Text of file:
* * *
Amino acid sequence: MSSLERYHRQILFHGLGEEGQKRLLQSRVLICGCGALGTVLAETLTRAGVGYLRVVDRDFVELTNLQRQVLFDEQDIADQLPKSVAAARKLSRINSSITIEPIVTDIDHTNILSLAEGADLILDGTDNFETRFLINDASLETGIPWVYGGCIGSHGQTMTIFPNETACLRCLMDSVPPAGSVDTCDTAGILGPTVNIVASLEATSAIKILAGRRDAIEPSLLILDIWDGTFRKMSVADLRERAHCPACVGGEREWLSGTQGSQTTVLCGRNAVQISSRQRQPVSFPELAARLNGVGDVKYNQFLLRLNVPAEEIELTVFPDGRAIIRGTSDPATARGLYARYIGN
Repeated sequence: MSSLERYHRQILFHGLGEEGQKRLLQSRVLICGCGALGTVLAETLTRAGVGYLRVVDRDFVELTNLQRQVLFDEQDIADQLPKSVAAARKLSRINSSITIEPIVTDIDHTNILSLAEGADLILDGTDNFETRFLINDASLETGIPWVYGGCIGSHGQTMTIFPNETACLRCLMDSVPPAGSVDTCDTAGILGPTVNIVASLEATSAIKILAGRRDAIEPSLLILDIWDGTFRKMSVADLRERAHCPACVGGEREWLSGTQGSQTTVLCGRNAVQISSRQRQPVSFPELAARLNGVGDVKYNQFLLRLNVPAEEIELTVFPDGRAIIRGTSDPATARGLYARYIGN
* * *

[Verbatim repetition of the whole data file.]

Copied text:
Amino acid sequence: MSSLERYHRQILFHGLGEEGQKRLLQSRVLICGCGALGTVLAETLTRAGVGYLRVVDRDFVELTNLQRQVLFDEQDIADQLPKSVAAARKLSRINSSITIEPIVTDIDHTNILSLAEGADLILDGTDNFETRFLINDASLETGIPWVYGGCIGSHGQTMTIFPNETACLRCLMDSVPPAGSVDTCDTAGILGPTVNIVASLEATSAIKILAGRRDAIEPSLLILDIWDGTFRKMSVADLRERAHCPACVGGEREWLSGTQGSQTTVLCGRNAVQISSRQRQPVSFPELAARLNGVGDVKYNQFLLRLNVPAEEIELTVFPDGRAIIRGTSDPATARGLYARYIGN
Repeated sequence: MSSLERYHRQILFHGLGEEGQKRLLQSRVLICGCGALGTVLAETLTRAGVGYLRVVDRDFVELTNLQRQVLFDEQDIADQLPKSVAAARKLSRINSSITIEPIVTDIDHTNILSLAEGADLILDGTDNFETRFLINDASLETGIPWVYGGCIGSHGQTMTIFPNETACLRCLMDSVPPAGSVDTCDTAGILGPTVNIVASLEATSAIKILAGRRDAIEPSLLILDIWDGTFRKMSVADLRERAHCPACVGGEREWLSGTQGSQTTVLCGRNAVQISSRQRQPVSFPELAARLNGVGDVKYNQFLLRLNVPAEEIELTVFPDGRAIIRGTSDPATARGLYARYIGN